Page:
Our People: Pastor takes disability in his stride

By Jill Nicholas

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ACTIVE: Pastor Timothy Lee enjoys "strolling" in the Redwoods.PHOTO/STEPHEN PARKER
ACTIVE: Pastor Timothy Lee enjoys "strolling" in the Redwoods.PHOTO/STEPHEN PARKER

Who doesn't sympathise with our newest columnist Laura Stuart - the victim of the horrendous accident that's paralysed her? Timothy Lee goes further, he can truly empathise with her plight.

On May 31, 2010, he too crashed off a mountain bike, also in the Redwood Forest; it left him with tetraplegia. Make note of that word, Timothy insists we use it. We're under strict instructions not to brand him a tetraplegic, he can't abide the term, to him it implies he's a helpless cripple.

"In my profession [he's a registered Baptist church pastor] it's important people are loved and accepted for who they are, that they aren't put in a box." It's a statement he delivers with the "don't-mess-with-me" determination that Laura's already exhibiting.

He may be confined to an electrically operated wheelchair equipped with all sorts of electronic gizmos and gadgets, but name an action-man activity and Timothy's bound to have had a crack at it, or intends to. He sails, "strolls" in the Redwoods, is a physio pool regular "I can now stand up in the water for five minutes unaided", has para-sailed, holidayed on the Gold Coast and been up in a chopper (hauling him on board was as tricky as completing a Rubik's cube blindfolded).

He's a "frequent flyer" on the gondolas, (he's realistic about the luge "but never say never") and has free-wheeled from Ngongotaha to town to keep a mate on a mobility scooter company.

We could go on - but you'll have the picture. Timothy Lee's body may be immobile but so what?

To return to that word "empathise". As soon as he read this newspaper's account of Laura's admission to the Otara Spinal Unit he did what he does best - personally delivered realistic words of encouragement.

"I told her how I wrestled with frustration, grief, that you need time to process the grief because of the losses you experience, they're very real and continue to be so."

The two hadn't previously met but Timothy knows her present abode well - it was his for three and a half months after 42 days in Middlemore Hospital's ICU, 10 in a coma. "It was touch and go, horrendous for my wife Jenny and sons."

For quite some time his survival was doubtful; he suffered severe spinal cord and neck injuries, broke his nose, peeled back his scalp, dislocated his jaw and his left eye socket was rammed into his face. "I had no broken limbs that's a miracle, God was in the detail ... definitely, another miracle was when this Samoan cleaner put her hand on my shoulder and said 'God's not finished with you yet', it felt as if He was speaking to me directly. I was convinced she was an angel, a reminder God hadn't deserted me."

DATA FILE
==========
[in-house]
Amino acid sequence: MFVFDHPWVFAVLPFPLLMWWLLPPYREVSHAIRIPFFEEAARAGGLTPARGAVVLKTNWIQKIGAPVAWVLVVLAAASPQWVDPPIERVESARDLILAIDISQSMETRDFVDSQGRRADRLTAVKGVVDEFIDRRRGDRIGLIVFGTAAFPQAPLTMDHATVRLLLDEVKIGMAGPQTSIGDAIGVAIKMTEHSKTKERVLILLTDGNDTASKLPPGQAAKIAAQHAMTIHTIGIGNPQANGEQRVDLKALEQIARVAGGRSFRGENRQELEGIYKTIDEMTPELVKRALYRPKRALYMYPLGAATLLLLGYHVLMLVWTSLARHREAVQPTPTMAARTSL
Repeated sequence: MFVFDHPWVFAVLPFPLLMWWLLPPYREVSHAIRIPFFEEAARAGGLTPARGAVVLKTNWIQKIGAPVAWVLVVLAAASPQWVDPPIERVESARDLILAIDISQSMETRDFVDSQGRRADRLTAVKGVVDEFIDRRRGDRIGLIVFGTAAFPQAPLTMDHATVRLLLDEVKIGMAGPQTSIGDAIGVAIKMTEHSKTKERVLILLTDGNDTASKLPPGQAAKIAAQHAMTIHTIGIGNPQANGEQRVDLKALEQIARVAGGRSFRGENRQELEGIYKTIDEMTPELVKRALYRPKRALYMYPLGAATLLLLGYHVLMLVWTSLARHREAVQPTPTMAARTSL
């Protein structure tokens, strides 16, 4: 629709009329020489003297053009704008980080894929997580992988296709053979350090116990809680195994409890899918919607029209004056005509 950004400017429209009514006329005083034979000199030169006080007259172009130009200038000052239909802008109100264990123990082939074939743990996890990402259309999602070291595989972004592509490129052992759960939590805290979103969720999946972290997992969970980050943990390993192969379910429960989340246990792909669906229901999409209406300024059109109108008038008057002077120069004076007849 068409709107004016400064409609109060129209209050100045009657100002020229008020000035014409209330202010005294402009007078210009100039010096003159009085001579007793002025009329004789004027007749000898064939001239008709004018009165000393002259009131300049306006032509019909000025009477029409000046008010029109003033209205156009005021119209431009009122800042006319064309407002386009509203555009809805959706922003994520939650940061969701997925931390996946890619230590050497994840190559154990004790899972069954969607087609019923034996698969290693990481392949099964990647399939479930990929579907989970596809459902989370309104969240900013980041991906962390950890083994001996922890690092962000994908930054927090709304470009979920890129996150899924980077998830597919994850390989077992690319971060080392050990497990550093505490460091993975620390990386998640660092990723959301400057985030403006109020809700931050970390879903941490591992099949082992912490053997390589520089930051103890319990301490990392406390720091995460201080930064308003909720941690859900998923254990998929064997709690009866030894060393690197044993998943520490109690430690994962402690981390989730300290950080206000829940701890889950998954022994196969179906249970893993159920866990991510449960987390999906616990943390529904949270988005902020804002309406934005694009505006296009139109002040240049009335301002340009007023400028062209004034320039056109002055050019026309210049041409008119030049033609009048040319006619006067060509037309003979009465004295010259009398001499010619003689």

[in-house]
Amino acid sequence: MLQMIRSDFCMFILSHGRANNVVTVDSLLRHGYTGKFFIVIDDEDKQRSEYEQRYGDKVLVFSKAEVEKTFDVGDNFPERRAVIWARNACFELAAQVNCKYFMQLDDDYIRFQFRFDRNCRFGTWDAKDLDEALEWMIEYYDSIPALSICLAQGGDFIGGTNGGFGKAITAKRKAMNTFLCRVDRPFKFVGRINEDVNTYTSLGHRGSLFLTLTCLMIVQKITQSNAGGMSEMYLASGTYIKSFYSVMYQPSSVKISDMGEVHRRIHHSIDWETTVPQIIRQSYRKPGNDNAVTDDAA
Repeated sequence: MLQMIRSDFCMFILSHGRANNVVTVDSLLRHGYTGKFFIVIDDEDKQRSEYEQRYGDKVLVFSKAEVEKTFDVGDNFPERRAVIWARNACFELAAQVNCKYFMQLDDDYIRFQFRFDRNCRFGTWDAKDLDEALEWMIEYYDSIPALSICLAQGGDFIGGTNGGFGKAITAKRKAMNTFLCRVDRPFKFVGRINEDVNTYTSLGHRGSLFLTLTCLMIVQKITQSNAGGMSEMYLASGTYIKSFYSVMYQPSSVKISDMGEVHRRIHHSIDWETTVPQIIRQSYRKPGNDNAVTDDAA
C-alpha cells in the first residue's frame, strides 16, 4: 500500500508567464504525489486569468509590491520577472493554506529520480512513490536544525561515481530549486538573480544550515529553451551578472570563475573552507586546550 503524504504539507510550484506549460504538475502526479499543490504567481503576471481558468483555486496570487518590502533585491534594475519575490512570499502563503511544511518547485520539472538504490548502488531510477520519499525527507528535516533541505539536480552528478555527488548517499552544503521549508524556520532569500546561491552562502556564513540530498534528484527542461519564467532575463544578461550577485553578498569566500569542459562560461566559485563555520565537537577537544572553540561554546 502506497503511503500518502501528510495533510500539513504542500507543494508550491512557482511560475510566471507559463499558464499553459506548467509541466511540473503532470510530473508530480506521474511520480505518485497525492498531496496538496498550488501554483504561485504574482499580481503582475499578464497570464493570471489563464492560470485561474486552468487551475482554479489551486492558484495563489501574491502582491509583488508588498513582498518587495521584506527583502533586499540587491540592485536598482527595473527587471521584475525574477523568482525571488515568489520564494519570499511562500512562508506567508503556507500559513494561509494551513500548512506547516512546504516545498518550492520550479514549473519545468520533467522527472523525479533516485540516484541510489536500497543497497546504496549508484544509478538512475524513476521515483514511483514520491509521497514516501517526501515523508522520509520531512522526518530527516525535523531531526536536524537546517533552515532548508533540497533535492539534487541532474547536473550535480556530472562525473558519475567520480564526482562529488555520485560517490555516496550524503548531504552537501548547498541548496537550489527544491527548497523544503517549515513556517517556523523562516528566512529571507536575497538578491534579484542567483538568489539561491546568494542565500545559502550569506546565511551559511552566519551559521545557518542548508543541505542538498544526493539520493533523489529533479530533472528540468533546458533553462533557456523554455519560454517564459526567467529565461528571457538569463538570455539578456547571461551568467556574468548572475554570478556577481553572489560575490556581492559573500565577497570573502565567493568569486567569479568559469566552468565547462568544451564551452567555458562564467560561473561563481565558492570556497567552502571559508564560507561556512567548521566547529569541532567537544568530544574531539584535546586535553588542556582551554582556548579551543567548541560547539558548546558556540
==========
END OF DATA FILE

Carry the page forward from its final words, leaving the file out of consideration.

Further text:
If there are any pluses to his mega smash, they're that he was biking with a surgeon neighbour, albeit of the ear, nose and throat variety. Another neighbour was the on-duty anaesthetist when he arrived at hospital. "We've lovely neighbours, two of them kept me alive."

Catastrophes of Timothy's kind are best recounted first-hand. This is his graphic account of the crash that robbed him of the use of his limbs and trunk.

"I was coming down the exit trail, had three options, took the most daring. I believe I went right over [the handlebars], smashed into a tree, I remember waking up down a bank in a very uncomfortable position, couldn't move, knew something was seriously wrong. I didn't feel at all agitated, I felt at peace, the presence of God was with me ... firemen came and fished me out.

"When I was in theatre they told Jenny if I survived I could be on a ventilator for the rest of my life."

Rotorua Hospital could only do so much, Middlemore was where he needed to be but a slow road trip was out. "The weather was against us, it was two days before the helicopter could take off."

The high point (if it can be called that) of Timothy's ICU stay was the day his tracheotomy tube was removed.

When he could again talk, Jenny and her sister broke the news he'd never walk again. "I said, 'I'm content with that as long as I can still preach'."

When Timothy crashed, the Lees had been in Rotorua almost two years, arriving when he was appointed to a senior pastoral position at the Malfroy Rd Baptist church. He stepped down last September, but his work continues.

"I love serving people: I took two weddings this summer, enjoy relationship coaching, am presently training for clinical pastoral work at the hospital."

A committed Christian since he was 11 "when God touched my life", he trained at the Palmerston North-based Bible College of New Zealand.

His previous working life had been as an agricultural diesel mechanic, that was until he and Jenny went on their OE.

"One of my jobs was fixing London taxis, their engines are the same as Massey Ferguson tractors." Now that's a wee gem for Trivial Pursuit enthusiasts to store away.

He takes us back to his post-accident days and the type of spinal unit care Laura's receiving.

"It [the unit] is holistic, they assign you a whole team of specialists, physio, dietician, social worker, occupational therapist, psychiatrist; I had a full shrink test, I'm stubborn, I passed."

Timothy sends us on our way with a stern command: "Make it plain I'm just a Kiwi bloke, I don't want accolades for myself but, if I can make a difference for others, that's one of the greatest of God's purposes."

- Rotorua Daily Post

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